Even if things are running slow in terms of sales, you can turn your energy towards redesign, marketing, and recruiting. With these being time-consuming tasks (and ones that usually pay off in the long run), you now have the perfect excuse to reevaluate and fix some of your company’s foundations.

SEO, Marketing, & Customer Outreach

One of the best ways of opening up new business opportunities is to invest yourself in your company’s online presence. This means implementing several strategies that will work together, widening your reach, and highlighting the uniqueness of your company.

To start with, this is the time to invest in content creation. With huge numbers of people being stuck at home, there’s a high demand for entertaining and educational content. You could easily use this demand to reach new audiences. Whether you opt to create DIY guides, work on your ephemeral Instagram content, or start a podcast, it is entirely up to you. But the fact is, you can definitely expect it to show results.

Another thing you should aim to do is employ a few effective SEO strategies (if you aren’t doing this already). Make sure your website has quick loading times, improve user experience, optimize for mobile devices, or simply decide to finally get started on your blog. You’ll also need to build high-quality links to help boost your site’s keyword rankings. The right actions will ensure that your website ranks higher on SERPs, which will, in turn, lower the amount you need to spend on PPC marketing campaigns.

Of course, don’t forget about the importance of social media and email. Use them to keep your clients up to date on what you’re working on, how they can reach out, or if you have any special offers they would find interesting. Moreover, do your best to engage with your customers during the pandemic. You might just find that increasing your activity on certain social media platforms could help establish a deeper connection that’ll lead to increased customer loyalty.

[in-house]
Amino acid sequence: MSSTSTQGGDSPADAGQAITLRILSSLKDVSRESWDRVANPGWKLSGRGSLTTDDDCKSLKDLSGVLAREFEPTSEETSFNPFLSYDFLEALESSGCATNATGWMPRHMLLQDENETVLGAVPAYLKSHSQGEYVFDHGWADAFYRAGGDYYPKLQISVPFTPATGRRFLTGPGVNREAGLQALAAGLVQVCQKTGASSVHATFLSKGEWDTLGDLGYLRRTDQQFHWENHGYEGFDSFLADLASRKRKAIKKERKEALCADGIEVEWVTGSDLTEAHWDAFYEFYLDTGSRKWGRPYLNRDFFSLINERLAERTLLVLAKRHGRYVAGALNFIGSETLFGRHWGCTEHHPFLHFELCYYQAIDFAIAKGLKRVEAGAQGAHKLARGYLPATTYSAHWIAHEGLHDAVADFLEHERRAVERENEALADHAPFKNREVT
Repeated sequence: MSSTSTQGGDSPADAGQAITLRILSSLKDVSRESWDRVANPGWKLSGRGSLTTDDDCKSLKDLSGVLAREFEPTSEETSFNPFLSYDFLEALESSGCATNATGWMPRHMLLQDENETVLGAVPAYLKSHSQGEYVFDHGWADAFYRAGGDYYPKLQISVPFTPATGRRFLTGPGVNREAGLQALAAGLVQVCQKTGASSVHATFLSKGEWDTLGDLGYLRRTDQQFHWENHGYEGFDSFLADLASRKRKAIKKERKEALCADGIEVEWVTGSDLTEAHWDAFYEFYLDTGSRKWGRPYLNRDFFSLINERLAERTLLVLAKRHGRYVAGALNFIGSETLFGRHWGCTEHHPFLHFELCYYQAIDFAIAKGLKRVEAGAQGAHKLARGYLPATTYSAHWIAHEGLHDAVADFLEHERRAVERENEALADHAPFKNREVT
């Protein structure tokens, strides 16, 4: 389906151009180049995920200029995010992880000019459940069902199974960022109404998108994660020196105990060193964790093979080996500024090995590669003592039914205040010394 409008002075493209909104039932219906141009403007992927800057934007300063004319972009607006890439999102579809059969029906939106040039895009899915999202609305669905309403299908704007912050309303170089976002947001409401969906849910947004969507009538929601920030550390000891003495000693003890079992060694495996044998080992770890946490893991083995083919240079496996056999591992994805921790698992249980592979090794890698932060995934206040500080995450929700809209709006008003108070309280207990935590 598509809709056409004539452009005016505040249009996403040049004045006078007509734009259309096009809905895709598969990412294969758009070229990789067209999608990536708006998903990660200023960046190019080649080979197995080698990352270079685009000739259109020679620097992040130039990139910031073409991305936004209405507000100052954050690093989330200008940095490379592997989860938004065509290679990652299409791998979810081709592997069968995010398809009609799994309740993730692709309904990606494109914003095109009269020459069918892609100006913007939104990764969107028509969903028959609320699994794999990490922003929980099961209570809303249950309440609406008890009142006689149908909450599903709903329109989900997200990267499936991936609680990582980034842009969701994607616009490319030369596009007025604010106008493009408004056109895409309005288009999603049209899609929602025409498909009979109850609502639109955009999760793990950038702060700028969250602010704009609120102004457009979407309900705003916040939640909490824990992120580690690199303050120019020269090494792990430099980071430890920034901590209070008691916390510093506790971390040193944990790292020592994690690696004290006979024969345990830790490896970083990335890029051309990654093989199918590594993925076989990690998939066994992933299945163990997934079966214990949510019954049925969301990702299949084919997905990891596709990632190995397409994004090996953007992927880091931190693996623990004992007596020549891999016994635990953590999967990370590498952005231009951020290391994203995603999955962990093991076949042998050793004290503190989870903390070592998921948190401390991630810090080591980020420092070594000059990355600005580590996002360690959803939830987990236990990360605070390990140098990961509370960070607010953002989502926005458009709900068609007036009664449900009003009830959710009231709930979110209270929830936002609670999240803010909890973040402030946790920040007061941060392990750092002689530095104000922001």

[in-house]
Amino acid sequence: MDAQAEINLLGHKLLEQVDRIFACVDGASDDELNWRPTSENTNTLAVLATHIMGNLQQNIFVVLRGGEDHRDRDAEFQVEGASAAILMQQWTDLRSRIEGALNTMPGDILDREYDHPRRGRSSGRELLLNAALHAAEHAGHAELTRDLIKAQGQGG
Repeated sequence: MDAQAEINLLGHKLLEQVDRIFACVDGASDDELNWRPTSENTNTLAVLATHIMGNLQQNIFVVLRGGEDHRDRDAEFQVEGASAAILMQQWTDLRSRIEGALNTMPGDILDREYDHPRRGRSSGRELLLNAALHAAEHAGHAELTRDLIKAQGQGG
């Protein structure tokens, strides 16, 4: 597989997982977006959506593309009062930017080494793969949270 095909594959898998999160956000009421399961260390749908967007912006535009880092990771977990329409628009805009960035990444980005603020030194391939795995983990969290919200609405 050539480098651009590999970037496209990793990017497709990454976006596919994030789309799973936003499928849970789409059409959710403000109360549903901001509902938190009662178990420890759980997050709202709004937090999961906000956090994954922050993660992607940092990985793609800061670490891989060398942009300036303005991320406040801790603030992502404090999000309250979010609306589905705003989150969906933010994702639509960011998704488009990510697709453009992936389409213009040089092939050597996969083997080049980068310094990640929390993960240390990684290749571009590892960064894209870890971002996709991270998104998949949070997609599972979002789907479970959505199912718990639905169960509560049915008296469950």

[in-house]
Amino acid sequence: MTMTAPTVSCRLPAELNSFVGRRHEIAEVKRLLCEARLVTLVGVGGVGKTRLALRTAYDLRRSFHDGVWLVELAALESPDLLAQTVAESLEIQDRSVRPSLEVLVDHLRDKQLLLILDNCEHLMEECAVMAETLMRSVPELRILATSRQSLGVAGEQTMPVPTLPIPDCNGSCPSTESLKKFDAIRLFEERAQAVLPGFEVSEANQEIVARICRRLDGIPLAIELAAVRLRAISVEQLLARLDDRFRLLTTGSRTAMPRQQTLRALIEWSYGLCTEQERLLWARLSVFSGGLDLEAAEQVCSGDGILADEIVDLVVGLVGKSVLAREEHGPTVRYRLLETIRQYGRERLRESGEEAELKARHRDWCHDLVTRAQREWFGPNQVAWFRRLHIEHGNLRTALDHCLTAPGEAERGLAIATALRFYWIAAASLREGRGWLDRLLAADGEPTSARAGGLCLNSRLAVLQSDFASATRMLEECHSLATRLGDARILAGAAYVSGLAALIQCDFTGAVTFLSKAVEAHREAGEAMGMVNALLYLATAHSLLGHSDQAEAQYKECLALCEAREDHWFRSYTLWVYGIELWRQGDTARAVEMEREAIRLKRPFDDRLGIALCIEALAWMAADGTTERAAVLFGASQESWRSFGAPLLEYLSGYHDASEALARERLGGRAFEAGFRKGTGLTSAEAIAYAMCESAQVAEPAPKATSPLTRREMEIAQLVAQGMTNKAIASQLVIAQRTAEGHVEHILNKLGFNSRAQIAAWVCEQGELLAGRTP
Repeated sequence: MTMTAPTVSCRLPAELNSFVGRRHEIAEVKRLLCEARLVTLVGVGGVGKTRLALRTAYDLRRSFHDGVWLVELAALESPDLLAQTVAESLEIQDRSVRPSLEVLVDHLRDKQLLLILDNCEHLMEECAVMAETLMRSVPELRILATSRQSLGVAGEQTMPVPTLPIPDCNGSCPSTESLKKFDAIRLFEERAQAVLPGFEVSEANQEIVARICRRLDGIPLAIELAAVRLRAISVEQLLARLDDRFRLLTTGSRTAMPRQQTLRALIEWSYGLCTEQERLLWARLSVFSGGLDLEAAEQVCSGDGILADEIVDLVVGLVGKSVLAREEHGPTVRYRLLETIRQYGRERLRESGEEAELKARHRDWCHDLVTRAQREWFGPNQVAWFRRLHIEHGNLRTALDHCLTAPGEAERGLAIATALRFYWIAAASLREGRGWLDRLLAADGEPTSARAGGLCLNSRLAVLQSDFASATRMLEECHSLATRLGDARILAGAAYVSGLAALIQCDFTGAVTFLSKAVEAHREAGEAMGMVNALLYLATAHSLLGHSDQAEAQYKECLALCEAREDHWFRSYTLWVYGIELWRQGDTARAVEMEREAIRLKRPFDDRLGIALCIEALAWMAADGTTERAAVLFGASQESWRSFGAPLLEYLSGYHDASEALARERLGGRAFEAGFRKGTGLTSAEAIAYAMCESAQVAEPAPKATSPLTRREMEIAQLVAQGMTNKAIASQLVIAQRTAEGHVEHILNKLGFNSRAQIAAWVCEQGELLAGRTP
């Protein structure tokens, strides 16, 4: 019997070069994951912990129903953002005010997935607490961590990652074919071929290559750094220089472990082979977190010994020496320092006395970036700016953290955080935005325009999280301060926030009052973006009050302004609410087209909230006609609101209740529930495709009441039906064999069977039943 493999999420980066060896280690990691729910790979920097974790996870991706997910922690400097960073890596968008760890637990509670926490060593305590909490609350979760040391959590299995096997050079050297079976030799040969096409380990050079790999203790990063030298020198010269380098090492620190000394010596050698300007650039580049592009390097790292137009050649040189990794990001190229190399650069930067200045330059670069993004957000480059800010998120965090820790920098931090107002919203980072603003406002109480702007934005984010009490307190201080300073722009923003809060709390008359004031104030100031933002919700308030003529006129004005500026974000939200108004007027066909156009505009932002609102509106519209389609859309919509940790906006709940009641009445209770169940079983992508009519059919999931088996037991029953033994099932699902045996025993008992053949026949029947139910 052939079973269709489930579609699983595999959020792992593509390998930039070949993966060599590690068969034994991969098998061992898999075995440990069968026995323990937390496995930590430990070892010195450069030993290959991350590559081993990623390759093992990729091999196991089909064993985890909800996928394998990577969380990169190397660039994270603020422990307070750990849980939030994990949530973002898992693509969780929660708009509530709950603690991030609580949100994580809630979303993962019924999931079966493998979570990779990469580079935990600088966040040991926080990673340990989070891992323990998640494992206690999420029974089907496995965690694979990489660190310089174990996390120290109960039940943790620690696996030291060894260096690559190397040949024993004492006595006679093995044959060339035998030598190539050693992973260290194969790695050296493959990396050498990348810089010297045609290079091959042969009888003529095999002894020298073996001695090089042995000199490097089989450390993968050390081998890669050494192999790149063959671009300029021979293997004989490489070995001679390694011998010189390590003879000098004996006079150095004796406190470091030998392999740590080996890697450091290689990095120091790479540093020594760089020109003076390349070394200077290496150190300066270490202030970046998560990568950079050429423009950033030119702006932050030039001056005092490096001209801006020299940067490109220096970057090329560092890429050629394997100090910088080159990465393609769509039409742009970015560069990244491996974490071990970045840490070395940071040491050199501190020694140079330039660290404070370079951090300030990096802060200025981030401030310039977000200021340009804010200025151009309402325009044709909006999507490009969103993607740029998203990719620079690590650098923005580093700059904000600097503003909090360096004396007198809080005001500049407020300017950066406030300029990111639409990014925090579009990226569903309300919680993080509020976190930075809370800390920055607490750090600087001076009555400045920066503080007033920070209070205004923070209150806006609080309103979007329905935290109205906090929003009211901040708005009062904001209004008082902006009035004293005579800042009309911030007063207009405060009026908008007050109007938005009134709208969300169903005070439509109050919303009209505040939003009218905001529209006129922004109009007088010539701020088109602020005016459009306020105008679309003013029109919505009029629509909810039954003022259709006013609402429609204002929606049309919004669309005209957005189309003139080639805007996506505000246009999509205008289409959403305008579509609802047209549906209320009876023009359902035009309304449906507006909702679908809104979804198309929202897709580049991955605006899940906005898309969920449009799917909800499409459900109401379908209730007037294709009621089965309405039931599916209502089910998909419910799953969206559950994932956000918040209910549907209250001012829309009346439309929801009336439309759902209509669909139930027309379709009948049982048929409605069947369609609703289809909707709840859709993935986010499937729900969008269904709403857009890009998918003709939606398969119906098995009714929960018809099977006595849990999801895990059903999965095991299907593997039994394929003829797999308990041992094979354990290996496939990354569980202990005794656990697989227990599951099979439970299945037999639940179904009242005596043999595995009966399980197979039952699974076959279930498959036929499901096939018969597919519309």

Do Research & Learn

In addition to dedicating time to SEO and marketing efforts, you can also use this period to reevaluate your website’s performance. Take a good look at your analytics, including bounce rates, conversions, and average time on page, and see whether there is anything you should be looking to improve.

Perhaps modifying your CTAs, or simplifying your checkout process could help make more sales? Or, you might find that there’s room for advanced functionalities on your website, which would give you an edge over your competitors.

Keep in mind that product quality and price points aren’t the only things driving sales, and invest in the things that will create added value for your customers. This could be a more varied selection of shipping options or just making sure that your customer service is second to none. These will have definite positive impacts on your long-term goals, so now’s as good of a time as any to invest in them.

Focus on Your Team